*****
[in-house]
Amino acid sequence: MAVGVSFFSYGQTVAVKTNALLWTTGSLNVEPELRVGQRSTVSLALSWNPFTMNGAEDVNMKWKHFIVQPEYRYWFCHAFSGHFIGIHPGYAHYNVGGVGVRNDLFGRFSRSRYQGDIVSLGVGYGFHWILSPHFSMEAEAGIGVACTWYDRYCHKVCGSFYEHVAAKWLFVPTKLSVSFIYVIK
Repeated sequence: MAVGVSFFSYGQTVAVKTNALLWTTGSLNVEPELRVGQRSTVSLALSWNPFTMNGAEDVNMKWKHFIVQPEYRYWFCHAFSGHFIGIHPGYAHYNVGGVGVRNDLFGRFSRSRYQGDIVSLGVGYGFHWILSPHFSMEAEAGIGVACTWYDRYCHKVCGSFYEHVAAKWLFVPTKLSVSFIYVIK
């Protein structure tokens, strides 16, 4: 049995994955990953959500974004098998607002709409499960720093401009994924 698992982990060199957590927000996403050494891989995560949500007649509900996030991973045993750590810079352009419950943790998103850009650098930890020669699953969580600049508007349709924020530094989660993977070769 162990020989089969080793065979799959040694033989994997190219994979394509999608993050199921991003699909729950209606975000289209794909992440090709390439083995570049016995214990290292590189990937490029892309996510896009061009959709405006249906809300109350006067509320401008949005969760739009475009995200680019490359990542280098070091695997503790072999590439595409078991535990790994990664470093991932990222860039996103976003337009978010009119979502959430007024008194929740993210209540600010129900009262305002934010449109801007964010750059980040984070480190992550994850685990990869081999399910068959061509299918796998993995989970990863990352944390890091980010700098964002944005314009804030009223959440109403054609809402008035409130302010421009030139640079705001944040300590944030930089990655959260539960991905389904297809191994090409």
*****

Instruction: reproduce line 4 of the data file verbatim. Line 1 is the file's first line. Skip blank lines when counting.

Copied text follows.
């Protein structure tokens, strides 16, 4: 049995994955990953959500974004098998607002709409499960720093401009994924 698992982990060199957590927000996403050494891989995560949500007649509900996030991973045993750590810079352009419950943790998103850009650098930890020669699953969580600049508007349709924020530094989660993977070769 162990020989089969080793065979799959040694033989994997190219994979394509999608993050199921991003699909729950209606975000289209794909992440090709390439083995570049016995214990290292590189990937490029892309996510896009061009959709405006249906809300109350006067509320401008949005969760739009475009995200680019490359990542280098070091695997503790072999590439595409078991535990790994990664470093991932990222860039996103976003337009978010009119979502959430007024008194929740993210209540600010129900009262305002934010449109801007964010750059980040984070480190992550994850685990990869081999399910068959061509299918796998993995989970990863990352944390890091980010700098964002944005314009804030009223959440109403054609809402008035409130302010421009030139640079705001944040300590944030930089990655959260539960991905389904297809191994090409």